The government's crackdown on pork smugglers is good news, if not overdue. The unbridled smuggling of such a basic food ingredient violates the law, impairs the country's food hygiene standards, and undermines small-scale swine farms.
The Department of Thai Customs officially announced this week that all pork smuggling cases will go to court, and the department will fight lawsuits to make sure arrested smugglers will be prosecuted with maximum penalties.
Such a vigilant policy follows Prime Minister Srettha Thavisin on Sunday ordering related agencies to work hard and fast in stamping out smugglers.
The PM’s response came after an official from the Department of Livestock was shot dead, and another injured after a cold storage room was searched in Phetchabun province on Oct 11. The arrested shooter is a local business owner who got angry when the officials found 1,000kg of contraband meat in his freezers.
Police found the storage had been in operation for years and had no permit.
This case is part of a broader problem, with another example being a case in April that saw officials seize 161 shipping containers at Laem Chabang Port in Chon Buri province, where they found 4.5 million kg of pork products sent from the Americas and Europe.
So now the bigger question is whether law enforcement has sufficient resources to deal with the burgeoning problem.
So far, the government’s crackdown has focused on Laem Chabang Port. Meanwhile, smugglers have expanded their routes to porous borders on the east through the Mekong River.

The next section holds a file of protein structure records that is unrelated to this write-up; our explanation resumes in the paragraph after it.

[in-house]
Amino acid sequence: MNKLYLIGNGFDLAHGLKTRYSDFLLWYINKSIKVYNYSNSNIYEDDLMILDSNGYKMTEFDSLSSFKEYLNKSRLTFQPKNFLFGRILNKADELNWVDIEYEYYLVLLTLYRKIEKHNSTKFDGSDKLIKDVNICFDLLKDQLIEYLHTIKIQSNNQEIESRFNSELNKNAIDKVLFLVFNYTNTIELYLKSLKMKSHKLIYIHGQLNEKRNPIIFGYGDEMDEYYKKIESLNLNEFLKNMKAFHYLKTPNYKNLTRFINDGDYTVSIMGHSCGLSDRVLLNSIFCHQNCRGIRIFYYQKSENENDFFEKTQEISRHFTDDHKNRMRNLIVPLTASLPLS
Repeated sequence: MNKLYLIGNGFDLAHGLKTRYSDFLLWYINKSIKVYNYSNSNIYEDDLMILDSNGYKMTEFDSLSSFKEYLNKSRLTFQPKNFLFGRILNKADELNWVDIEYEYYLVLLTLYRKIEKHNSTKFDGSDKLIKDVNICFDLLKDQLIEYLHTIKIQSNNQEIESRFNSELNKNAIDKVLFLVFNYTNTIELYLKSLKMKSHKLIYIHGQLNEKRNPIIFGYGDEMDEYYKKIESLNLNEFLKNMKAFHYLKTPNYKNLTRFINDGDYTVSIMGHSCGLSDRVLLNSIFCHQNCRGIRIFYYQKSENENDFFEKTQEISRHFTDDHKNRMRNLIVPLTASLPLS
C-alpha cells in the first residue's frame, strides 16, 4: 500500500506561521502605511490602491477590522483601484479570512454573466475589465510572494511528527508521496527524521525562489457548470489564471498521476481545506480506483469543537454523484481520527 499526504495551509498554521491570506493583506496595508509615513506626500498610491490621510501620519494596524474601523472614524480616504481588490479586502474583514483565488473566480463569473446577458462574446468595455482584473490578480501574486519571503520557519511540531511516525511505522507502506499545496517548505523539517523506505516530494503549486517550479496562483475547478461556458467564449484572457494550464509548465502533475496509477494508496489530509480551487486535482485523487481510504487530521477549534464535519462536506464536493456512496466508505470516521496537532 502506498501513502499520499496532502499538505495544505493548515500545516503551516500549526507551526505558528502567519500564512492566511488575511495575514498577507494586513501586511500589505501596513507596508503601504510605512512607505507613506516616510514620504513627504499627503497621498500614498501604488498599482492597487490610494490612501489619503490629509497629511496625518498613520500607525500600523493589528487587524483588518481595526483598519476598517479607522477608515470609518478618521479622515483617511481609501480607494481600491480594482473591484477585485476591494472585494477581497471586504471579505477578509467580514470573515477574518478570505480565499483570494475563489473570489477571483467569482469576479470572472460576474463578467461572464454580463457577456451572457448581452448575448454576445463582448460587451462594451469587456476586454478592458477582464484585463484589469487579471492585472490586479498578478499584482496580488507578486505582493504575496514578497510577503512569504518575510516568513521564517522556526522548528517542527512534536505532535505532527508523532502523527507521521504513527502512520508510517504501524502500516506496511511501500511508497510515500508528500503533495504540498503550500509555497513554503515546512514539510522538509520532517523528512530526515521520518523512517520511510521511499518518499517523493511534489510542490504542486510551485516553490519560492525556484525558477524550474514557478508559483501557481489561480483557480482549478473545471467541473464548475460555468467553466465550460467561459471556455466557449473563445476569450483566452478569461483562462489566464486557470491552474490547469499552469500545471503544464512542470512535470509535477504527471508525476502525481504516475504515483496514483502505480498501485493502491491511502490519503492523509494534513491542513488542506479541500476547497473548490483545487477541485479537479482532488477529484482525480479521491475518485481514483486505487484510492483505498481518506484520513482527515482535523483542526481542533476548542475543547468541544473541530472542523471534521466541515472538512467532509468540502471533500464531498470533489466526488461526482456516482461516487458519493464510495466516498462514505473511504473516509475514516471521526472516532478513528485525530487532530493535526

As for consumers, they are largely clueless about whether the barbecue pork or minced pork balls they are eating might be under-the-counter products.
The sector that bears the heaviest impact is small-scale swine farmers that have only just recovered from the Covid-19 pandemic and African Swine Fever (AFS), which resulted in 10 million pigs disappearing from the market.
The confiscated pork is believed to represent just 5% of the smuggled products distributed and sold countrywide at dirt-cheap prices — 50% of the local market price or less. Moreover, consumers can order such products from social media platforms like Facebook.
Given the scope of the problem, the government cannot just focus on arresting wrongdoers. Related agencies such as the agriculture, commerce, and public health ministries need to work together to create a system to ensure products in the market are legal and safe to eat, while businesses that patronise under-the-counter goods need to be punished.
The commerce and finance ministers need to provide financial assistance to small-scale farmers so they will remain in business and be able to compete.
Moreover, the government needs to give attention to small-scale farmers by including them in the national board that oversees the swine farm industry. The current structure is dominated by big business.
Last month, the association asked the government to revoke permits for importing pigs’ internal organs to feed animals. This proposal must be considered if the government cannot ensure imported innards go to industrial use, not leaked into the consumption market.
The smuggled pork problem needs the government’s continued attention. It is hoped it will solve the problem at its core because chasing smugglers at deep sea ports is just part of a wider battle.